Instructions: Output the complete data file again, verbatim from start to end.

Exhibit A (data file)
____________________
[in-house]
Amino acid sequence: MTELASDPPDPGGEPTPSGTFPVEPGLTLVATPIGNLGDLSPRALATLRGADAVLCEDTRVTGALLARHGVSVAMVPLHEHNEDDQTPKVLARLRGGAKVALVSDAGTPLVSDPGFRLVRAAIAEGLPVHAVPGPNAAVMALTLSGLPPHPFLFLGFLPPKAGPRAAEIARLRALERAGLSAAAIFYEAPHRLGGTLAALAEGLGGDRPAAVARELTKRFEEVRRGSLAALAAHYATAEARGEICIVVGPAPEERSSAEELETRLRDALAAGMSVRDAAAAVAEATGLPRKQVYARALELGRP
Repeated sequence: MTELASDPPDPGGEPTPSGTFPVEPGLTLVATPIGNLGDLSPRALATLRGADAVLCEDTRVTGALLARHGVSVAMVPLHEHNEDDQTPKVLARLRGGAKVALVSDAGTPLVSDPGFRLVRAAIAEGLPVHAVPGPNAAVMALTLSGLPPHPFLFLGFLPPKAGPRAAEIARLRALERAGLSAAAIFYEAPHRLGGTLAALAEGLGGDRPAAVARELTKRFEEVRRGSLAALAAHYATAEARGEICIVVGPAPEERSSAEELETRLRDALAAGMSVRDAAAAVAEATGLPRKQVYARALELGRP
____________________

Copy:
[in-house]
Amino acid sequence: MTELASDPPDPGGEPTPSGTFPVEPGLTLVATPIGNLGDLSPRALATLRGADAVLCEDTRVTGALLARHGVSVAMVPLHEHNEDDQTPKVLARLRGGAKVALVSDAGTPLVSDPGFRLVRAAIAEGLPVHAVPGPNAAVMALTLSGLPPHPFLFLGFLPPKAGPRAAEIARLRALERAGLSAAAIFYEAPHRLGGTLAALAEGLGGDRPAAVARELTKRFEEVRRGSLAALAAHYATAEARGEICIVVGPAPEERSSAEELETRLRDALAAGMSVRDAAAAVAEATGLPRKQVYARALELGRP
Repeated sequence: MTELASDPPDPGGEPTPSGTFPVEPGLTLVATPIGNLGDLSPRALATLRGADAVLCEDTRVTGALLARHGVSVAMVPLHEHNEDDQTPKVLARLRGGAKVALVSDAGTPLVSDPGFRLVRAAIAEGLPVHAVPGPNAAVMALTLSGLPPHPFLFLGFLPPKAGPRAAEIARLRALERAGLSAAAIFYEAPHRLGGTLAALAEGLGGDRPAAVARELTKRFEEVRRGSLAALAAHYATAEARGEICIVVGPAPEERSSAEELETRLRDALAAGMSVRDAAAAVAEATGLPRKQVYARALELGRP